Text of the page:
4. He grasped germ theory. Franklin was among the first to suggest that colds and flu spread not by cold air, as was thought at the time, but through “contagion” unrelated to temperature. “Traveling in our severe winters, I have often suffered cold sometimes to the extremity only short of freezing but this did not make me catch cold,” he wrote Philadelphia physician Benjamin Rush in 1773. “People often catch cold from one another when shut up together in close rooms, coaches, etc., and when sitting near and conversing so as to breathe in each other’s transpiration.” To avoid colds, he recommended getting as much fresh air as possible. All his life, Franklin ventilated his residences, especially his bedroom, even in winter. And at every opportunity he shed his clothes.

5. He described symptoms of lead poisoning. Franklin observed that roofers, plumbers, and other artisans working with the pliant metal often experienced joint paint, stiffness, and paralysis, as well as severe intestinal problems. Friends reported that the same symptoms appeared in drinkers of rum distilled using coils made of pewter, which has a high lead content. As a contemporary epidemiologist might have, Franklin diagnosed lead poisoning: “It affects among tradesmen those that use lead, however different their trades, as glazers, type-founders, plumbers, potters, white-lead makers and painters.” He urged caution in handling the substance and equipping stills with tin coils.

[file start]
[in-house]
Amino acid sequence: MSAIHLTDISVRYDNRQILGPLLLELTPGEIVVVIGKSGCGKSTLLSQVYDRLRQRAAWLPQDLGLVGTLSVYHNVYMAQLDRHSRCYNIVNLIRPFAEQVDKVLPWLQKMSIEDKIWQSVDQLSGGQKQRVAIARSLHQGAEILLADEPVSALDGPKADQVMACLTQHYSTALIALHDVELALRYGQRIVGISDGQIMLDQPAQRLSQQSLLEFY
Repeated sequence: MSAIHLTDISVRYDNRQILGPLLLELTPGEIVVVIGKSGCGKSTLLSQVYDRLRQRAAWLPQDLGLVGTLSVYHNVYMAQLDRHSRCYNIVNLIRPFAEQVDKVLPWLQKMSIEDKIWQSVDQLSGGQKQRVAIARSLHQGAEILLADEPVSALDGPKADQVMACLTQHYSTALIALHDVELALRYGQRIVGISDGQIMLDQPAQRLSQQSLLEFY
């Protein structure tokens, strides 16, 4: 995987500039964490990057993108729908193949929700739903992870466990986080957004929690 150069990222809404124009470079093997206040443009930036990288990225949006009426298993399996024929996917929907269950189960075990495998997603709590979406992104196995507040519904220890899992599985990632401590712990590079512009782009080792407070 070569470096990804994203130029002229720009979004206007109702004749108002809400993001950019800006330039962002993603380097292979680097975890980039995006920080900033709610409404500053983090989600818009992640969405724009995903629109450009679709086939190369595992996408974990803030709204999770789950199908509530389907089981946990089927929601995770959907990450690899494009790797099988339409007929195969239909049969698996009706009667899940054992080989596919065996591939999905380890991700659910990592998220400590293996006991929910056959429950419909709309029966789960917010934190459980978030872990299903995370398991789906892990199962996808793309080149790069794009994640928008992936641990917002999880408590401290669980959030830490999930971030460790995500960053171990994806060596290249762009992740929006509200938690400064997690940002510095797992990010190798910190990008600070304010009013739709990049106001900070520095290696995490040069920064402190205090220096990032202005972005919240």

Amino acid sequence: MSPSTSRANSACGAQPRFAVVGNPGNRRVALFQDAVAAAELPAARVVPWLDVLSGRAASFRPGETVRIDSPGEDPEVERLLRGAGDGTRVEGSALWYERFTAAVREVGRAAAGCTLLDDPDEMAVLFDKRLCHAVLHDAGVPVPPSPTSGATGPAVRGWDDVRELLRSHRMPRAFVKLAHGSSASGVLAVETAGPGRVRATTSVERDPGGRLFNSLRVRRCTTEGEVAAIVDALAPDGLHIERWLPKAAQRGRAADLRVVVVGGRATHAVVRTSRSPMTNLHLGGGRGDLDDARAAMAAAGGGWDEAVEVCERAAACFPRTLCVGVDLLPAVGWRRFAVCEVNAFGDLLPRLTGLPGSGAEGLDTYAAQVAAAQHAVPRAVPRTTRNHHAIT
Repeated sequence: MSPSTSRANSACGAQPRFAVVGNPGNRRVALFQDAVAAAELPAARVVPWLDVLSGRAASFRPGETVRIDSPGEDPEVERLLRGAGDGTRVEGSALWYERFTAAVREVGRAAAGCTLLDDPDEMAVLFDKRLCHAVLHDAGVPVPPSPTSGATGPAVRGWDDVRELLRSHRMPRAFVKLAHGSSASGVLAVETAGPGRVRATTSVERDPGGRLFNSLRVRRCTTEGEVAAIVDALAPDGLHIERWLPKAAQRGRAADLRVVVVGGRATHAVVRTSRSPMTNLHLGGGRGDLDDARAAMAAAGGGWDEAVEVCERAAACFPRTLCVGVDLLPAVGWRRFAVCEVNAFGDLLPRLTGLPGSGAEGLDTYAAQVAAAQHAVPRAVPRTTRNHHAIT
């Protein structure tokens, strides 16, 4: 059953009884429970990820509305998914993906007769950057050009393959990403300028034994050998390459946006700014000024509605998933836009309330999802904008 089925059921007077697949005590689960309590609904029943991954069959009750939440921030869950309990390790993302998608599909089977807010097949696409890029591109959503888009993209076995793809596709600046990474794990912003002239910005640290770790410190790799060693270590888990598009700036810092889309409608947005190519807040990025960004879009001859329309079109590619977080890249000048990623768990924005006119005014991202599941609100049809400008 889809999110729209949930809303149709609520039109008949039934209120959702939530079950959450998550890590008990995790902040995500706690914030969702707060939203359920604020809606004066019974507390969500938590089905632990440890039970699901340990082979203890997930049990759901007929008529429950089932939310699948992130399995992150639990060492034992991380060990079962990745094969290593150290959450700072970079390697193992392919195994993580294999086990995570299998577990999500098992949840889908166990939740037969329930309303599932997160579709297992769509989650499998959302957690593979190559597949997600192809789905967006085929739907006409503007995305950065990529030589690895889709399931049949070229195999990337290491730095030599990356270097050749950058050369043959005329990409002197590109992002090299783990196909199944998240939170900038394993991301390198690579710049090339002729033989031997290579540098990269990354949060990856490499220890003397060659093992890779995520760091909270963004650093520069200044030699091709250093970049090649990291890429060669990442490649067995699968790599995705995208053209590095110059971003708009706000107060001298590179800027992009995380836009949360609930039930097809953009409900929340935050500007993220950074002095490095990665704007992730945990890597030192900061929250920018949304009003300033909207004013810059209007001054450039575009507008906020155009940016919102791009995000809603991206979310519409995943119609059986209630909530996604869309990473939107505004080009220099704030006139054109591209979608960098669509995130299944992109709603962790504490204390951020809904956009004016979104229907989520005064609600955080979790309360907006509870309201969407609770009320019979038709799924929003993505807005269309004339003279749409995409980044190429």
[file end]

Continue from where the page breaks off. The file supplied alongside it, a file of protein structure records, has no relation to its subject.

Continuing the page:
Franklin playing his armonicat. (From the Historical and Interpretive Collections of The Franklin Institute, Philadelphia, PA.)

6. He invented a musical instrument. At a 1761 concert in England, Franklin heard music made using only wineglasses holding different amounts of water. Within months he had fashioned what he called an “armonica”—37 glass bowls arranged by size on a spindle rigged with a foot pedal and spun by a flywheel. Once the armonica got going, simply touching the spinning rims with a wet finger produced notes. Writing to an Italian friend, Franklin described his instrument as “peculiarly adapted to Italian music, especially that of the soft and plaintive kind.” Europeans especially enjoyed the armonica. Mozart and Beethoven wrote music for the device; Marie Antoinette took armonica lessons.